St. Patrick's Day Shillelagh - Nolan, Janet On his way from Ireland to America to escape the potato famine, young Fergus carves a shillelagh from his favorite blackthorn tree, and each St. Patrick's Day for generations, his story is retold by one of his descendants.

Watch the Stars come out - Levinson, Riki Grandma tells about her mama's journey to America by boat, in a story beautifully illustrated by Diane Goode.

Stories for Young Readers (9 – 13)

Boy Overboard, by     Morris Gleitzman This is the story of 2 soccer-mad siblings, Jamal & Bibi who dream of playing soccer in Australia. As they travel to Australia, they face many challenges, but it is clear that children all over the world have similar dreams.

Benny and Omar, by Eoin Colfer Benny, a young sports-fanatic moves from Wexford to Tunisia. He makes friends with Omar, a local Tunisian and learns a lot about people and cultures.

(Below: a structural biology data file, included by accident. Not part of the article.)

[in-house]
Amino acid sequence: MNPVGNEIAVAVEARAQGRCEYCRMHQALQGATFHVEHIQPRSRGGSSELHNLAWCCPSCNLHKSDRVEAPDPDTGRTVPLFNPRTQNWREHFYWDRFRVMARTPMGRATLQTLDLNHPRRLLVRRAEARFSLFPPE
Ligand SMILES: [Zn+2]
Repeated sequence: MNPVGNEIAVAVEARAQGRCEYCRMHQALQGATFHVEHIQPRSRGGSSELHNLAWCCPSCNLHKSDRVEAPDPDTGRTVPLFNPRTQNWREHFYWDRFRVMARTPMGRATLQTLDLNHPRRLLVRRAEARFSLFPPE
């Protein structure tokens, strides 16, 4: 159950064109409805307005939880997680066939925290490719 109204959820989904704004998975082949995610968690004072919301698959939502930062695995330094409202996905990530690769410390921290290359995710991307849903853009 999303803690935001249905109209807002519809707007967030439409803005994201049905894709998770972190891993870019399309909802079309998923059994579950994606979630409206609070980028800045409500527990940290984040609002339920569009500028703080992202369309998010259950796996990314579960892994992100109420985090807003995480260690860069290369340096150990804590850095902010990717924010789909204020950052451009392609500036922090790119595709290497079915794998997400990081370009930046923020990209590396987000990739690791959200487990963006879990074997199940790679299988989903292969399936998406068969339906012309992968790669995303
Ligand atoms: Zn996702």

Bloomability, by Sharon Creech A 12 or 13 yr old American girl is sent to an international boarding school in Switzerland. This story follows her transformation there.

The Power of One: Young Reader’s Edition, by Bryce Courtenay This is Bryce Courtenay's classic best-selling story of the triumph of the human spirit, specially adapted for young readers. Born in a South Africa divided by racism and hatred, little six-year-old Peekay learns that small can beat big and that the most important thing is the power of one: the force for good within each individual.

The Gold Threaded Dress, by Caroyln Marsden  (chapter book) Fourth grader Oy, a Thai-American student new to a predominantly Mexican-American school, struggles to fit in with the popular clique of girls led by Liliandra. When Liliandra knocks into Oy and a picture of the heroine in a ceremonial Thai dress flutters from her backpack, the trouble begins (" `Oooooh, pretty,' said the girls following Liliandra. `Like a princess' ").